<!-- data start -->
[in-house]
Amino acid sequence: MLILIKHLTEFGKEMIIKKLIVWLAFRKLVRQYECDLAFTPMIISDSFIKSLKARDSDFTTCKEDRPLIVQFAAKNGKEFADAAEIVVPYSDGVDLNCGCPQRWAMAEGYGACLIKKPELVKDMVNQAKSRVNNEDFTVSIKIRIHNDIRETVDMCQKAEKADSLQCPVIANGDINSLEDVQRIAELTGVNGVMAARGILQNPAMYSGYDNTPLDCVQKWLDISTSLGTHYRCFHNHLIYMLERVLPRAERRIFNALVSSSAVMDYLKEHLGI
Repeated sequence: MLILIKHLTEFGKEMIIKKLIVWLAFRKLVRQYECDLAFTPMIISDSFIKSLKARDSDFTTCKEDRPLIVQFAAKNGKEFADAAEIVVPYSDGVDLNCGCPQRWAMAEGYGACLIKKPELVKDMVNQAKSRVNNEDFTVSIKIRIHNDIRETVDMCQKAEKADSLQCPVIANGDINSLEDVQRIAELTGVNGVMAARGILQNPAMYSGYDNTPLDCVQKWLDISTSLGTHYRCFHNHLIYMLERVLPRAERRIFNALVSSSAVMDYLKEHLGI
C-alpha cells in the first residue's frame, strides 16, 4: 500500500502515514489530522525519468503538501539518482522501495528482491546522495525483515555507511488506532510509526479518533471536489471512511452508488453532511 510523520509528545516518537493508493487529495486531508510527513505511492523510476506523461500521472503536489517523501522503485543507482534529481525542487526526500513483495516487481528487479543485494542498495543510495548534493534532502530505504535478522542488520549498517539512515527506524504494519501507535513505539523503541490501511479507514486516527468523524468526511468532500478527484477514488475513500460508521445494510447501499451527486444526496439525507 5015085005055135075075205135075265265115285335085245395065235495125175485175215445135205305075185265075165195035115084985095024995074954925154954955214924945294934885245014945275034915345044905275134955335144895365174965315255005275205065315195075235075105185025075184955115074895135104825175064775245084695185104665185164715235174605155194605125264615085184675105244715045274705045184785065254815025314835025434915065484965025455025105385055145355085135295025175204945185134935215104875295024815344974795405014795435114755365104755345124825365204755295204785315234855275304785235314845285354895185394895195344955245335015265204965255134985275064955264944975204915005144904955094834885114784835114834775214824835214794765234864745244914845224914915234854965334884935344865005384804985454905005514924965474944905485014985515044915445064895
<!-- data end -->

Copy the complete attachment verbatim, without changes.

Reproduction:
[in-house]
Amino acid sequence: MLILIKHLTEFGKEMIIKKLIVWLAFRKLVRQYECDLAFTPMIISDSFIKSLKARDSDFTTCKEDRPLIVQFAAKNGKEFADAAEIVVPYSDGVDLNCGCPQRWAMAEGYGACLIKKPELVKDMVNQAKSRVNNEDFTVSIKIRIHNDIRETVDMCQKAEKADSLQCPVIANGDINSLEDVQRIAELTGVNGVMAARGILQNPAMYSGYDNTPLDCVQKWLDISTSLGTHYRCFHNHLIYMLERVLPRAERRIFNALVSSSAVMDYLKEHLGI
Repeated sequence: MLILIKHLTEFGKEMIIKKLIVWLAFRKLVRQYECDLAFTPMIISDSFIKSLKARDSDFTTCKEDRPLIVQFAAKNGKEFADAAEIVVPYSDGVDLNCGCPQRWAMAEGYGACLIKKPELVKDMVNQAKSRVNNEDFTVSIKIRIHNDIRETVDMCQKAEKADSLQCPVIANGDINSLEDVQRIAELTGVNGVMAARGILQNPAMYSGYDNTPLDCVQKWLDISTSLGTHYRCFHNHLIYMLERVLPRAERRIFNALVSSSAVMDYLKEHLGI
C-alpha cells in the first residue's frame, strides 16, 4: 500500500502515514489530522525519468503538501539518482522501495528482491546522495525483515555507511488506532510509526479518533471536489471512511452508488453532511 510523520509528545516518537493508493487529495486531508510527513505511492523510476506523461500521472503536489517523501522503485543507482534529481525542487526526500513483495516487481528487479543485494542498495543510495548534493534532502530505504535478522542488520549498517539512515527506524504494519501507535513505539523503541490501511479507514486516527468523524468526511468532500478527484477514488475513500460508521445494510447501499451527486444526496439525507 5015085005055135075075205135075265265115285335085245395065235495125175485175215445135205305075185265075165195035115084985095024995074954925154954955214924945294934885245014945275034915345044905275134955335144895365174965315255005275205065315195075235075105185025075184955115074895135104825175064775245084695185104665185164715235174605155194605125264615085184675105244715045274705045184785065254815025314835025434915065484965025455025105385055145355085135295025175204945185134935215104875295024815344974795405014795435114755365104755345124825365204755295204785315234855275304785235314845285354895185394895195344955245335015265204965255134985275064955264944975204915005144904955094834885114784835114834775214824835214794765234864745244914845224914915234854965334884935344865005384804985454905005514924965474944905485014985515044915445064895